We know you’re excited—you’re this much closer to quitting your day job in film and video and dedicating 100% of your time to becoming a full-time TikTok content creator. You're almost there. Fame is one viral self tape voiced over by a robot lady away. You're flossing, flossing like no tomorrow, and—wait... you’re not?

You should rethink that now as TikTok has unveiled new efforts to empower creators to succeed on TikTok with enhanced resources and new monetization tools. These new programs are firmly aimed at allowing creators to make more money and further fuel their TikTok economy.

Let’s take a look at these new programs, how they work, and if they might be worth exploring for your content creation dreams.

Longer Videos = More Money

About a year ago, TikTok introduced a new program to help its creators make more money on the platform by making longer videos. Launched as an invite-only beta program, this Creator Fund has now given way to a new program called Creator Rewards that TikTok is pushing as its new primary way for creators to make money directly via TikTok itself.

The catch is that the videos must be longer than one minute and that payouts will be calculated by their own rewards formula that focuses on originality, play duration, search value, and audience engagement.

Since their beta program's release, TikTok reports that total creator revenue has increased by over 250% within the last six months and that the number of creators making over $50k a month has nearly doubled as well.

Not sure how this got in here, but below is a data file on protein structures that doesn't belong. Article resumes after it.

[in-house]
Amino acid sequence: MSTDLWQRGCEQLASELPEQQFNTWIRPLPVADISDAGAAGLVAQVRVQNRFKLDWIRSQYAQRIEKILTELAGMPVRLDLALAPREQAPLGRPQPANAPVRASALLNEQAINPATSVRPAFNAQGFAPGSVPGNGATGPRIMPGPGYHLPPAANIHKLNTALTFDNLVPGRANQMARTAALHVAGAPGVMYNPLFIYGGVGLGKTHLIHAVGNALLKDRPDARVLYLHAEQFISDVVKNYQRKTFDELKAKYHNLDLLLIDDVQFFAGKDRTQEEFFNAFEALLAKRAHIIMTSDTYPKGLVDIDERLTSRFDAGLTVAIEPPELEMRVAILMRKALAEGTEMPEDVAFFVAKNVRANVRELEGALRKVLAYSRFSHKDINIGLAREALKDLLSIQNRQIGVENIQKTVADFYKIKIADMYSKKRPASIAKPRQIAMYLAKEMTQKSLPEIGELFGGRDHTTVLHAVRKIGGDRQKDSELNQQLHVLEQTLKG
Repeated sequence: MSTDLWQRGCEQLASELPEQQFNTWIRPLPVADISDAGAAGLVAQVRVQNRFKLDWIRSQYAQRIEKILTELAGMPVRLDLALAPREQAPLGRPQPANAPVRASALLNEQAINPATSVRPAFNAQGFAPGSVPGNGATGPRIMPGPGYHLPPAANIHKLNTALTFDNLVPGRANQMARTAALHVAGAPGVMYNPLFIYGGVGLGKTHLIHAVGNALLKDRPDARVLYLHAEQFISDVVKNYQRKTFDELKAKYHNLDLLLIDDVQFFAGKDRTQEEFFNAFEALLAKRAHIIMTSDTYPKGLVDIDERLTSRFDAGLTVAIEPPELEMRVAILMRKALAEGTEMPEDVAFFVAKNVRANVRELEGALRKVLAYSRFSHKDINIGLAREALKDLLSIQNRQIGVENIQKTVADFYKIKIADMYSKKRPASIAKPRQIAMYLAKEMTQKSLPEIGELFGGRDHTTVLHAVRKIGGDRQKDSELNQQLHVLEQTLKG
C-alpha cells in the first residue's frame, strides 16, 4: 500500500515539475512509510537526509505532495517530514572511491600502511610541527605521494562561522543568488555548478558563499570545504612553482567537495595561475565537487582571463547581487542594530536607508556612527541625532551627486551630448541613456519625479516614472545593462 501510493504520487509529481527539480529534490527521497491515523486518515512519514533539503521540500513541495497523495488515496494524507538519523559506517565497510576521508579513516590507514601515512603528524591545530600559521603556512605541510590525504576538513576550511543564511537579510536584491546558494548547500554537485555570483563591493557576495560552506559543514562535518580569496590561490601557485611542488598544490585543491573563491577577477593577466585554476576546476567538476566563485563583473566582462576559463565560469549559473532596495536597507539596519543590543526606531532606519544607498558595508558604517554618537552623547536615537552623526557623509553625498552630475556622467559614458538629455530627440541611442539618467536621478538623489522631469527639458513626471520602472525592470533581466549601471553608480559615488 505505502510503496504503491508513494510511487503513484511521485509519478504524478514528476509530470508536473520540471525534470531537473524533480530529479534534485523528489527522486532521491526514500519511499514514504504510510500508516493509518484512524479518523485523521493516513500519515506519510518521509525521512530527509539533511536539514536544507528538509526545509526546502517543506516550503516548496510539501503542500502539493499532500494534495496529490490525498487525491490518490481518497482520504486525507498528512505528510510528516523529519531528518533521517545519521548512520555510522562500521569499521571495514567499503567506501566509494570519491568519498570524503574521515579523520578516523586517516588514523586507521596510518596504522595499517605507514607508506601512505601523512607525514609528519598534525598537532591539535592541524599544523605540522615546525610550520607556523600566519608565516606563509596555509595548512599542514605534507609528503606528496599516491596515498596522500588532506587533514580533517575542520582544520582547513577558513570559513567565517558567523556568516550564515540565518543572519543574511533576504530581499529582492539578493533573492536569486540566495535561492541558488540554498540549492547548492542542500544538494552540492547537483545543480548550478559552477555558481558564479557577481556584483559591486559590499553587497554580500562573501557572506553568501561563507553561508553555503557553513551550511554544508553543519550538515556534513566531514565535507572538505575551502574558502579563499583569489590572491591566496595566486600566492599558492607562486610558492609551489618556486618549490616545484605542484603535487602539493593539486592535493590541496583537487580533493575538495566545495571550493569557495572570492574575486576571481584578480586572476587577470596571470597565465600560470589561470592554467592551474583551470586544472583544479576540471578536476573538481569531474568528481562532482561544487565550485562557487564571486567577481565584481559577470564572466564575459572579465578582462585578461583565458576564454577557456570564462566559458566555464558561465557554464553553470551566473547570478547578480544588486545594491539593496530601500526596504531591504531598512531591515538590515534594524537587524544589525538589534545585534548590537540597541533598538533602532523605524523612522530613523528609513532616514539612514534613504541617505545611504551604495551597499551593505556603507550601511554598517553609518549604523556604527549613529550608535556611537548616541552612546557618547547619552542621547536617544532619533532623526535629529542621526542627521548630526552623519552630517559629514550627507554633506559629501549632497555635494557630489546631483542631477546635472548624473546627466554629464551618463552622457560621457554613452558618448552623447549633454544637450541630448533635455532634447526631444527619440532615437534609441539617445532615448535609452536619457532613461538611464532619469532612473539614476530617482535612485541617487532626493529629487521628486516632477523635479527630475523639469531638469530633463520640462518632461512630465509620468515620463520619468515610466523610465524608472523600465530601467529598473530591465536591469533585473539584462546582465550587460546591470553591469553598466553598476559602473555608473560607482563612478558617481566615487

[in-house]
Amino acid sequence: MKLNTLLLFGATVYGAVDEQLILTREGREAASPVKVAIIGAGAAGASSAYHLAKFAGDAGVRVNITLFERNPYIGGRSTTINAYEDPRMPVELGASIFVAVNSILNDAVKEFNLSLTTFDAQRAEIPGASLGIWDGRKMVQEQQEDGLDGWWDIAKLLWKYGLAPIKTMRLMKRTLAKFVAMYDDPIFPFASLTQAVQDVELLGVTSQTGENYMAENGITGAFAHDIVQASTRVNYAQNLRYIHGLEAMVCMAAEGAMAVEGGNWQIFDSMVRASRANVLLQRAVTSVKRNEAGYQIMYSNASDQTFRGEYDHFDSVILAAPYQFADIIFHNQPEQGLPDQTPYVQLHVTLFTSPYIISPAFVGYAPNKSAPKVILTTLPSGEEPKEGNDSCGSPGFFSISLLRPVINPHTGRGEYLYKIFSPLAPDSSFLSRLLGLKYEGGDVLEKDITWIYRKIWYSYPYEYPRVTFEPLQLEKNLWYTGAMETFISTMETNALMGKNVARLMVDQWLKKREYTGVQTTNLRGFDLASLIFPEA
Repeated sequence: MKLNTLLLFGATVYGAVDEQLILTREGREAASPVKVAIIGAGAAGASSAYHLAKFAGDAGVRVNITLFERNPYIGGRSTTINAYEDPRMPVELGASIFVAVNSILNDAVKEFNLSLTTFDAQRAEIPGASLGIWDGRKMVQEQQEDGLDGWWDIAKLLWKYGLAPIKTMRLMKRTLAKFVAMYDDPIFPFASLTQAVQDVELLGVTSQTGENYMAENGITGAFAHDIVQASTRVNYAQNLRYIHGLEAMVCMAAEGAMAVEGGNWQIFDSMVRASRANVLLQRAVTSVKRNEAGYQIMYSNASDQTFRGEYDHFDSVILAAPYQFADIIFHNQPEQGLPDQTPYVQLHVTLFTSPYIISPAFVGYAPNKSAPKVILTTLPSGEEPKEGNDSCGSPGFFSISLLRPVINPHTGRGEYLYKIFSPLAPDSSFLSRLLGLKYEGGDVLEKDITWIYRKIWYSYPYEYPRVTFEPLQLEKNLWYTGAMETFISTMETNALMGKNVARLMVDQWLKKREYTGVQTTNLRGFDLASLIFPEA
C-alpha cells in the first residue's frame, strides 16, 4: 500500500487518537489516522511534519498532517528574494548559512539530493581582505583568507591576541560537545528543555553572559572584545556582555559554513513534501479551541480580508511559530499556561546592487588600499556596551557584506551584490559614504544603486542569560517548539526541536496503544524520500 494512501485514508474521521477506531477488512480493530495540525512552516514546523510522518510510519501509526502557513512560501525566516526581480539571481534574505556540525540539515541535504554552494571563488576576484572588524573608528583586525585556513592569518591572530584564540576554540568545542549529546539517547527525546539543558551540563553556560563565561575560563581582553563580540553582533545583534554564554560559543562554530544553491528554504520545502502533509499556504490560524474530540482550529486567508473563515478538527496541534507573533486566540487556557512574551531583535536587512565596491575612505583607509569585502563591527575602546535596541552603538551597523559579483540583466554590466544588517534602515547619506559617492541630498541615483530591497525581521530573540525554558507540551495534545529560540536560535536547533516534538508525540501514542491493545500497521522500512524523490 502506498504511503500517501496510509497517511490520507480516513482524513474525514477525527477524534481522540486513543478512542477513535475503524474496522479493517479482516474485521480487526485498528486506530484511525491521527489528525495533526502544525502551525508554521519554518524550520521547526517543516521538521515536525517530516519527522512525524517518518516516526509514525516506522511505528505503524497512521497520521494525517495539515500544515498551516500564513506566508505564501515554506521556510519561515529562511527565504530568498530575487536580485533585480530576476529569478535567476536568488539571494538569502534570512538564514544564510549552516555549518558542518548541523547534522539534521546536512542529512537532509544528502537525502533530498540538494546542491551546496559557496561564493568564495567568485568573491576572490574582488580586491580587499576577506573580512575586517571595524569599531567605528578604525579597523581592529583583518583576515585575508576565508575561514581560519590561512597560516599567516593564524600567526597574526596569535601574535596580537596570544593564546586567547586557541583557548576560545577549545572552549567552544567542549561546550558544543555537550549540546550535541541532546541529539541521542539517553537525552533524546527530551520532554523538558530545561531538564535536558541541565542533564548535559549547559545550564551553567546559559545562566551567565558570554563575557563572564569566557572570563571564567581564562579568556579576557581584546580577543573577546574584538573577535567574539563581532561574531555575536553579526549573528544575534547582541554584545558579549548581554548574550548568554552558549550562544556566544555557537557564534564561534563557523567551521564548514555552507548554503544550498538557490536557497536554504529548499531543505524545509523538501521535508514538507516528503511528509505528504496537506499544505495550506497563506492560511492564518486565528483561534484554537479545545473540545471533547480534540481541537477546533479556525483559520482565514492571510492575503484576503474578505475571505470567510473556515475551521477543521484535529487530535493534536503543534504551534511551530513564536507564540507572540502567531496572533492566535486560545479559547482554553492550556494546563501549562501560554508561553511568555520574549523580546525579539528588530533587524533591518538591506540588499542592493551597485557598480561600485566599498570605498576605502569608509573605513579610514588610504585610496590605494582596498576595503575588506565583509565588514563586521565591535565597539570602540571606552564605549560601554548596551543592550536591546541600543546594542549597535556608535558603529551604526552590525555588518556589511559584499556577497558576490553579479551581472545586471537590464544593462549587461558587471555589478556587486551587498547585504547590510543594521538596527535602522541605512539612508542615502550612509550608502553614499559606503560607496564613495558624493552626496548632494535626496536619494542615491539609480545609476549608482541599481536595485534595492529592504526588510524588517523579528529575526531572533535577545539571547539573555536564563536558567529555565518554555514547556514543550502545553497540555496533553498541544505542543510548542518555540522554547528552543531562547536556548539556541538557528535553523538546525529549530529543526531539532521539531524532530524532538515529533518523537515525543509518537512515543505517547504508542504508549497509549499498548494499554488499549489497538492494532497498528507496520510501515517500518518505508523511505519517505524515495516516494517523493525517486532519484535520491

Is There Money to be Made on TikTok?

That seems to be the question here and one that TikTok is trying very hard to answer with a certified "yas". It’s no secret that TikTok is going after (or at least looking to share) YouTube’s dominance over the video creator space.

Since 2022, when TikTok started rolling out longer videos on the platform, users have spent 50% of their time watching longer videos on TikTok and viewership of longer content increased nearly 40% over the last 6 months.

And, as TikTok retains eyes for longer, their metrics for ads and revenue are most likely rising as well. Hence the push to reward creators (a bit) more and challenge the revenue-sharing dominance of YouTube.

Still, it might be a bit of a stretch to see too many filmmakers or video pros have much interest in creating content specifically for TikTok. However, if you work with clients looking to explore this space, or you do want to tinker with content creation yourself, TikTok is becoming more viable every day as younger generations are shifting towards this type of content consumption.